Many of the Sinagua in the modern Flagstaff region to the north began to leave their dry-farming area in the early 1200's. They also seem to have migrated into the Verde Valley. Since they had depended on rainfall for their crops, it is quite possible that the drought affected their entire area, forcing them to move down from the Flagstaff area as well as from the northern and eastern parts of the valley. The occupants of the central region of the valley were able to survive because of the spring-fed streams upon which they depended for their irrigation and water supply.
Such a move undoubtedly disturbed the balance of the people and the available food in the now overcrowded central area. Considerable friction must have arisen. The combination of too many people and not enough farmland may have eventually caused intervillage strife over water rights, with general population decline caused by soil exhaustion and the reduction of other resources.
Montezuma Castle was built up to its present size at this time, reaching its maximum in the 1300's. Consolidation was also in progress at Montezuma Well. Between 1300 and 1400, only 3 farm outlooks along that half of the irrigation ditch nearest the Well were occupied. In this way the area of settlement was contracted or reduced by abandonment of outlying sites. The concentration of population around the Well implies conflict of some sort; and, it was at this time that the large, definitely defensive pueblo on the rim was constructed. By 1400, or shortly thereafter, the Sinagua abandoned the Well.
Shortly after 1400, in fact, Montezuma Castle and the entire Verde Valley were abandoned by the Sinagua. There is no direct evidence to supply us with the reason for this complete exodusa combination of circumstances is the probable answer.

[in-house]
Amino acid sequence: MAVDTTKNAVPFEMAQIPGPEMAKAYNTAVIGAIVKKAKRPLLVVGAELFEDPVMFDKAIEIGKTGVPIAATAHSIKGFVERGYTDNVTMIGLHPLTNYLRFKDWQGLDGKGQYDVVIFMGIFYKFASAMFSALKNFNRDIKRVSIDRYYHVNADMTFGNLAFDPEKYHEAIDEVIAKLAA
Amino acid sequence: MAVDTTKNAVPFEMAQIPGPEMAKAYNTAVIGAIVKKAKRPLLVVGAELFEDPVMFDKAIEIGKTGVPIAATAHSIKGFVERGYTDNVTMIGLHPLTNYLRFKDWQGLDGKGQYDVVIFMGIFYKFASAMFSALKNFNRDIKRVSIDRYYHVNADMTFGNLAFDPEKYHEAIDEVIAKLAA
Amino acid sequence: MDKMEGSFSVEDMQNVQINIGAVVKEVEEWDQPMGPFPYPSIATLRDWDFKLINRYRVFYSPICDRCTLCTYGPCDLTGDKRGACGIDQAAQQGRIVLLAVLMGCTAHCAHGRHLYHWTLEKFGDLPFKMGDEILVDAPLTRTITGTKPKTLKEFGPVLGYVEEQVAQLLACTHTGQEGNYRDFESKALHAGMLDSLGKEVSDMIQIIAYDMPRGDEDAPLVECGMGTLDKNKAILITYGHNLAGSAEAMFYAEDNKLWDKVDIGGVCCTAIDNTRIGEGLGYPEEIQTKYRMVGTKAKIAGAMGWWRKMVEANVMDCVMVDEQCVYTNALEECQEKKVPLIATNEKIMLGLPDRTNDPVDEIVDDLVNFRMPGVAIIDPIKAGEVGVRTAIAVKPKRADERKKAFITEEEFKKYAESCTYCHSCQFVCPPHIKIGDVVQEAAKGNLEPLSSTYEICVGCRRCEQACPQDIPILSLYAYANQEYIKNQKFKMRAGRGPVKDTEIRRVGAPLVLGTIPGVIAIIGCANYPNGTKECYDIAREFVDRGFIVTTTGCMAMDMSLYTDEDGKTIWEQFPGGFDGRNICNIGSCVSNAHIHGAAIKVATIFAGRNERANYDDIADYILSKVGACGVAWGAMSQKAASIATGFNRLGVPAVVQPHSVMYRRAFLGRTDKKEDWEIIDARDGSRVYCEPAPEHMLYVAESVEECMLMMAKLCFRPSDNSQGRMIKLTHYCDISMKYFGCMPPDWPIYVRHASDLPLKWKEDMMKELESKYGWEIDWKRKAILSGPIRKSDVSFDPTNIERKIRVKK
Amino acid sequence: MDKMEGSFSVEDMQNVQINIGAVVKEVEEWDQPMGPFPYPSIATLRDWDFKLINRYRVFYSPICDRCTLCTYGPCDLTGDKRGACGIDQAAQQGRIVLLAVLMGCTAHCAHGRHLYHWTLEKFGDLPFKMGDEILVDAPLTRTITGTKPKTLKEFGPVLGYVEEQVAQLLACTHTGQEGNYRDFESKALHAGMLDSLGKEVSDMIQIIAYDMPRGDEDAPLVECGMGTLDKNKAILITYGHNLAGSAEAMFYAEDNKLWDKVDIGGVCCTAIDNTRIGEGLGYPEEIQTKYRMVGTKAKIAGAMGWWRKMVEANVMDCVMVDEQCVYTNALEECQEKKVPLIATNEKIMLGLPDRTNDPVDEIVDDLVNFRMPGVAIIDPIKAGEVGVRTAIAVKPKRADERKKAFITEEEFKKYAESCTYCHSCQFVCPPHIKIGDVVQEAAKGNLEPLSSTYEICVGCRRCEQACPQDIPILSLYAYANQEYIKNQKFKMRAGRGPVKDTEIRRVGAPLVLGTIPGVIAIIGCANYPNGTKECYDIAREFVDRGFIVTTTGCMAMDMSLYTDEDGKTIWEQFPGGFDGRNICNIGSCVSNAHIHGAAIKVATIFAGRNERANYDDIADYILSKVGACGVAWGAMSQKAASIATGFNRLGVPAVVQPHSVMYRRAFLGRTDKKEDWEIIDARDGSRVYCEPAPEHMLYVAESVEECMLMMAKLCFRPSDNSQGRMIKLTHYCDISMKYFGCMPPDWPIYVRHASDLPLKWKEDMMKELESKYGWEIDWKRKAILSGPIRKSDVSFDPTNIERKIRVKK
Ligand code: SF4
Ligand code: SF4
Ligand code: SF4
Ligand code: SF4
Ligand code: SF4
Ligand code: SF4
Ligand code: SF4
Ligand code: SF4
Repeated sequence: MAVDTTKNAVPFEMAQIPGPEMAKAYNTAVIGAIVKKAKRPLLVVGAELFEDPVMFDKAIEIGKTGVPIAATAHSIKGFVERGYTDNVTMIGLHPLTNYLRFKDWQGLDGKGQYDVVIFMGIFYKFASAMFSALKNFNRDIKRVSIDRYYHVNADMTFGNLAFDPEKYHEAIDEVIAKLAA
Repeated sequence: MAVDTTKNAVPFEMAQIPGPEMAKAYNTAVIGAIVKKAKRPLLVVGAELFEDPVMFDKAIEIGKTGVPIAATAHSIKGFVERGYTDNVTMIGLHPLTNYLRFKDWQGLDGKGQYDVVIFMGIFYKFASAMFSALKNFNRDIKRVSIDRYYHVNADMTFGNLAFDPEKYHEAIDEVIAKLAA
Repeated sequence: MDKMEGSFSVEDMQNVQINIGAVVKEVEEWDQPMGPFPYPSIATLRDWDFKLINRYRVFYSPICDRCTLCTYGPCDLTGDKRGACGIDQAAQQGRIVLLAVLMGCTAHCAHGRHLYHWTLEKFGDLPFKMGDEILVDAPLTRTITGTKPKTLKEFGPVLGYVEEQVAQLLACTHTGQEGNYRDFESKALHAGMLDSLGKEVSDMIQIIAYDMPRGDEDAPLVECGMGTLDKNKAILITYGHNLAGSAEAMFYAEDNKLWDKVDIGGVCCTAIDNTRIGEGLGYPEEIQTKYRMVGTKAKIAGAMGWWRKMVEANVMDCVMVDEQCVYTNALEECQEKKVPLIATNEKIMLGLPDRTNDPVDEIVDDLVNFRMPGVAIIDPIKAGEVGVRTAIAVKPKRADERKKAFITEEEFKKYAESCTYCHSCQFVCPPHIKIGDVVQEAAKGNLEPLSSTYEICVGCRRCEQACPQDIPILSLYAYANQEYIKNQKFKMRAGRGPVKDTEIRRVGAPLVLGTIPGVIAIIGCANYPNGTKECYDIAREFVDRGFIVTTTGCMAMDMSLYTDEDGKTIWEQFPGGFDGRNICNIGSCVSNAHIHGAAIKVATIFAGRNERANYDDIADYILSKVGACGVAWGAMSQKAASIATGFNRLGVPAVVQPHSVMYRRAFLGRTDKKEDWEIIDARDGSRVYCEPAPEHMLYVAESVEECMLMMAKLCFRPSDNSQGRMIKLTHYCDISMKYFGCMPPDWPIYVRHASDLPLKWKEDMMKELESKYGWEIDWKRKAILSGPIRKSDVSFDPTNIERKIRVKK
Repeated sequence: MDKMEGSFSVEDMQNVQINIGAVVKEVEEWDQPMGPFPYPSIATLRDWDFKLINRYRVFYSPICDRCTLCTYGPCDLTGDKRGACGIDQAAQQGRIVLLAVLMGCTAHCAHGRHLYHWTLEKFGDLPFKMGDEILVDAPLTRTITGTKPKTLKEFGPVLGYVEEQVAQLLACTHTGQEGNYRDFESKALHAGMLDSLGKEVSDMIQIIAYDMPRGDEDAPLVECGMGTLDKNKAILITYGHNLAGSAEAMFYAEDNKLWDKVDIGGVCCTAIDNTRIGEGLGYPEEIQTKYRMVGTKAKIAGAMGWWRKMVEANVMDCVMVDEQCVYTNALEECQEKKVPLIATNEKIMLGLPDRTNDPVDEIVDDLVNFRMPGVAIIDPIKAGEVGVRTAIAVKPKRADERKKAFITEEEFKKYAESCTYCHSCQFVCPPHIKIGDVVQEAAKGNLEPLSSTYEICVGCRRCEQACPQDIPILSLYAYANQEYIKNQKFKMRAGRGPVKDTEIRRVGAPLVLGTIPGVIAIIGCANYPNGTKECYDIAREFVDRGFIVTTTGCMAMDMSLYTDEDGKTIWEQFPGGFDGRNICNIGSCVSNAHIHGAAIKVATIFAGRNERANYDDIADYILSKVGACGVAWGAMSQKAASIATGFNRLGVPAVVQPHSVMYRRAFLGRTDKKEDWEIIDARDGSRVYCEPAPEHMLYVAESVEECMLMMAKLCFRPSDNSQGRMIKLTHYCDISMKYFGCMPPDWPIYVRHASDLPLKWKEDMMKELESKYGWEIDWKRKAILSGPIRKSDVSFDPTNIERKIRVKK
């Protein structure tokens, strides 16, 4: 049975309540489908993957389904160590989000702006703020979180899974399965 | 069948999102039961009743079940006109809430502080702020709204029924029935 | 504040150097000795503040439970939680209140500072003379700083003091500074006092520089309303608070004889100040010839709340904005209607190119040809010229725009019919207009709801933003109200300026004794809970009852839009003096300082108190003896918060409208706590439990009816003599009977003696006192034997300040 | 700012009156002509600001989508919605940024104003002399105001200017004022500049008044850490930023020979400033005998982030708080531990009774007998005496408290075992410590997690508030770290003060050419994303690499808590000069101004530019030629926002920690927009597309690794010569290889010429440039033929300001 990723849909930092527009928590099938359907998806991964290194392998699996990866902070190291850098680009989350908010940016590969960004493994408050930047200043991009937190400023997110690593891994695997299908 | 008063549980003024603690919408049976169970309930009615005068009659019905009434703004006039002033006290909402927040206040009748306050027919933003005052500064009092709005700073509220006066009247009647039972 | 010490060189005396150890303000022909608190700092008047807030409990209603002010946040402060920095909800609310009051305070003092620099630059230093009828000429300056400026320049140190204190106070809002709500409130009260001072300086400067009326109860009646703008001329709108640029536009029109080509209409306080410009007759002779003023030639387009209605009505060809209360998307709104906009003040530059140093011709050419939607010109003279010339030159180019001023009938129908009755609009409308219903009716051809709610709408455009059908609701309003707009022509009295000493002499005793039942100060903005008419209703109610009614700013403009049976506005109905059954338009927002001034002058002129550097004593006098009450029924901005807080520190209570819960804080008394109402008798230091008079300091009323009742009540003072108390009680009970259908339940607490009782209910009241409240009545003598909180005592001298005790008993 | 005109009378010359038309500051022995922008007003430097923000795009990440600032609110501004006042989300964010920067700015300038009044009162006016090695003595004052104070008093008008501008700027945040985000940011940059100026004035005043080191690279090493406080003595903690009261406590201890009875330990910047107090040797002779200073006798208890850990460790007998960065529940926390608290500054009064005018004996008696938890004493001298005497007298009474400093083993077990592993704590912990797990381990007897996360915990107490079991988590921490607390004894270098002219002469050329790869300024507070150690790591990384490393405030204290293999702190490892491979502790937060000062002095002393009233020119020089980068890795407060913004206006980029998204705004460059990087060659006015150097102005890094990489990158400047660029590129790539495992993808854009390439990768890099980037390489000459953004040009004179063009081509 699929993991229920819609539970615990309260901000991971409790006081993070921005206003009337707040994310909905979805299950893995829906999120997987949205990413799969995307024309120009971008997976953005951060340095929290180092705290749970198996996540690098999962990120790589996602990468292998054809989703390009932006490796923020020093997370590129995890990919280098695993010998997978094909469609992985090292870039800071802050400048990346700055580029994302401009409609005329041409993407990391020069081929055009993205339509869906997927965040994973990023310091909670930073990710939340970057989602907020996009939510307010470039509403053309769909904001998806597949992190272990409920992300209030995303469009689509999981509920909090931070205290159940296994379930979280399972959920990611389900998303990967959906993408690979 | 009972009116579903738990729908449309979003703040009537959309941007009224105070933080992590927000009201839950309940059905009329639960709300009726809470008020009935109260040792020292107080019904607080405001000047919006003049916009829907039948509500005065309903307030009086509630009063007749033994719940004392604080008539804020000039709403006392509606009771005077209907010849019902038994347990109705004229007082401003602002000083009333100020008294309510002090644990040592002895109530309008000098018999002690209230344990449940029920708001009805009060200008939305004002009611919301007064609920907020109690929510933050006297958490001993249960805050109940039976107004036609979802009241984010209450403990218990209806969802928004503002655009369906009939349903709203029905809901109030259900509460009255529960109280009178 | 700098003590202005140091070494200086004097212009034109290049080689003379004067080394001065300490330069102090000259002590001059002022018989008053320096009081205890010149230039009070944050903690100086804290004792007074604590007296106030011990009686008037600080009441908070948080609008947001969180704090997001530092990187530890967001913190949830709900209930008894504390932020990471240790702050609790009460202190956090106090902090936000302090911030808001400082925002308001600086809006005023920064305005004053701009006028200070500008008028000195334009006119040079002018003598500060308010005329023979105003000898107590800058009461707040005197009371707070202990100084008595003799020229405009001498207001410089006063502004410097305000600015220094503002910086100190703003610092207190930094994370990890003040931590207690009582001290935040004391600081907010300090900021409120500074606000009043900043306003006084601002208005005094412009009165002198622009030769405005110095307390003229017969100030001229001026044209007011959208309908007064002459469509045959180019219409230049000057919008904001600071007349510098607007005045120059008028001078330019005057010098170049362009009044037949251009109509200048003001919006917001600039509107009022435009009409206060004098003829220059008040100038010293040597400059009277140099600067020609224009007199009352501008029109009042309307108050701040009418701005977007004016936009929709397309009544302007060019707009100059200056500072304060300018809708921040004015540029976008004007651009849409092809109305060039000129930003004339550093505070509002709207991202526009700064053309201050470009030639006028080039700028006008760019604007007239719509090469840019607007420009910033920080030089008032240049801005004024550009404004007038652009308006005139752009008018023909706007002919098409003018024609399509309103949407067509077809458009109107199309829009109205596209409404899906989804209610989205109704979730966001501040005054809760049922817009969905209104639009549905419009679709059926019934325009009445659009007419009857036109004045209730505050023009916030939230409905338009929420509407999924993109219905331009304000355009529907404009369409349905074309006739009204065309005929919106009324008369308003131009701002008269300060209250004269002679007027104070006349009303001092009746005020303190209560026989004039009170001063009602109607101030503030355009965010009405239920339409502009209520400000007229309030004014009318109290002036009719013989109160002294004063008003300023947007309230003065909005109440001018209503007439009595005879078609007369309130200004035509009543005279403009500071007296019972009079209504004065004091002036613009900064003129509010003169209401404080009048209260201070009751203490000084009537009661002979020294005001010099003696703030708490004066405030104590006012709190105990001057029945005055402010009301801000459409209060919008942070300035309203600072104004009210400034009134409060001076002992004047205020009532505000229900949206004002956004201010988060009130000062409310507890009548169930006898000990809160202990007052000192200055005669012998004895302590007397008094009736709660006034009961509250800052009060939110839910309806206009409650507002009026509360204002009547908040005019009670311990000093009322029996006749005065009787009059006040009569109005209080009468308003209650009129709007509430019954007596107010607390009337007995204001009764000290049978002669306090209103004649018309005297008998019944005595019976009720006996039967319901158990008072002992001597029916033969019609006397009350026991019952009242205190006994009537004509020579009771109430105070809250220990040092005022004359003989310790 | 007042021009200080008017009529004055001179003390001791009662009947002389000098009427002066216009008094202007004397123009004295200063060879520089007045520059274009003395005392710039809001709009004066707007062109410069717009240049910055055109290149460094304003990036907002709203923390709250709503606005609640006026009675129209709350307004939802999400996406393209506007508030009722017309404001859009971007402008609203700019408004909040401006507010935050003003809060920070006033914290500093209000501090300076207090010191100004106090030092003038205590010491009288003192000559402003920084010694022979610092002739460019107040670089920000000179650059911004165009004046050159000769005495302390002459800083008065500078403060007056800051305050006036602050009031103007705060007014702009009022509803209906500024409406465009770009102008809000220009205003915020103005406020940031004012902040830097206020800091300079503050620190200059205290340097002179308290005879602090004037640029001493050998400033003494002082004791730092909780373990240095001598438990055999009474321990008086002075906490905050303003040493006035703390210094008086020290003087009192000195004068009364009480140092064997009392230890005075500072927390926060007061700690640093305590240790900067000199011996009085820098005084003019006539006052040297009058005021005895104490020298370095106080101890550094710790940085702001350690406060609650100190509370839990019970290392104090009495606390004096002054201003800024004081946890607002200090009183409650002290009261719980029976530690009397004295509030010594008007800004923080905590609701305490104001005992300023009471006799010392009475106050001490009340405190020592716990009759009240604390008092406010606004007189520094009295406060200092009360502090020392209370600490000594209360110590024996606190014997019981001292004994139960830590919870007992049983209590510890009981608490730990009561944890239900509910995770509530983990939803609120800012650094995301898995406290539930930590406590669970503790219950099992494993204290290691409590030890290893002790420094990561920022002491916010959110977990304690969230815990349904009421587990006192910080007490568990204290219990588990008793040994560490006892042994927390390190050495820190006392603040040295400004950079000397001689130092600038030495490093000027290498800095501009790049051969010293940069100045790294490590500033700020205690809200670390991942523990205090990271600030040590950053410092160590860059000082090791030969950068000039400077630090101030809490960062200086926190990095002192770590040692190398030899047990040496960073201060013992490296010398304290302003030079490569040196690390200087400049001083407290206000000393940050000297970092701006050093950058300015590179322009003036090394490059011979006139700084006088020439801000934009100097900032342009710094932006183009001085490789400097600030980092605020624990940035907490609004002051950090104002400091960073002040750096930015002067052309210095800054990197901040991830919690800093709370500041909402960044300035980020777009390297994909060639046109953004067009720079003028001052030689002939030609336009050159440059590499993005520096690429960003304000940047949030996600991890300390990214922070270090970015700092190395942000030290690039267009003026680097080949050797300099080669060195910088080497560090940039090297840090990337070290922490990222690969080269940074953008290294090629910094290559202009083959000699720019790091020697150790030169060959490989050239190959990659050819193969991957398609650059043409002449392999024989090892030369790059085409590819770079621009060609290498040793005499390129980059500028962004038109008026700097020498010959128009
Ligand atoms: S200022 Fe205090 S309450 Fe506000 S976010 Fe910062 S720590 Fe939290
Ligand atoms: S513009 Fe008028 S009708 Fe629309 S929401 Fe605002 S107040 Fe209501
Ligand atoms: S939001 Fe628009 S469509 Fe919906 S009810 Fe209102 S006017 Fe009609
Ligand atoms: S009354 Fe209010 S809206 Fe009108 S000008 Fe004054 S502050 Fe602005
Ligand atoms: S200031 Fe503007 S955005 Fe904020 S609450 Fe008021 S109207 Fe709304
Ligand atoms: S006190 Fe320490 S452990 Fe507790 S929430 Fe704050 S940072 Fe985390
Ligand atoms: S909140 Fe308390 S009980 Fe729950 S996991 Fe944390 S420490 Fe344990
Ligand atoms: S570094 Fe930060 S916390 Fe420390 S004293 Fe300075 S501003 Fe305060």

A possible major factor causing the Sinagua to abandon the area may have been the Yavapai Indians whom the Spanish later encountered in the Verde Valley. The Yavapai could have been descendents of those Hohokam who had stayed in the valley and lived with the Sinagua between 1100 and 1400. (Like the Hohokam, the Yavapai cremated their dead, built pole-and-brush houses, and farmed small plots along the stream bottomlands.) If they were descendents of the Hohokam, the Yavapai might have been the victors in the intervillage strife that apparently occurred during the 1300's and forced the Sinagua to leave the valley.
Whatever the real reason, when the Sinagua left, they moved northeast and it is thought they eventually joined the ancestors of the modern Hopi Indians. Before the exodus, the Sinagua had obtained a black-on-yellow pottery from the Hopi country, so they knew the Hopi through their trade contacts. Oral traditions also indicate the possibility of such a move. The modern Hopi have legends of a people coming up from the south to join them. They say that these people were great warriors and that they had no priests or ceremonies. Since the Sinagua had no underground ceremonial chamber, or kiva, such as that of the Hopi, and since we lack evidence of ceremonialism among the Sinagua, these legends could well apply to them.
Early Spanish explorers remarked on the vast amount of cotton grown and woven by the Hopi. The Sinagua had been great cotton growers and expert weavers while they lived in the Verde Valley. They may have been responsible in part for such a development among the Hopi, first through trade and later by actually joining the Hopi.
Whatever the fate of the Sinagua, the Yavapai were in the Verde Valley when the Spanish reached the area in 1583. They described wild, but peaceful and friendly Indians in the region, living in huts instead of pueblos, planting corn, and hunting game. Similar references are made by later explorers. Although the names given them in the old Spanish documents are quite different, these people presumably were the Yavapai.
Still later, the Western Apache came into the story of the Verde Valley. Just when they entered central Arizona is unknown; but since the 1860's, certain Western Apache bands ranged as far west as the Verde. Two small caves at Montezuma Well show indications of Apache occupation, probably after 1800.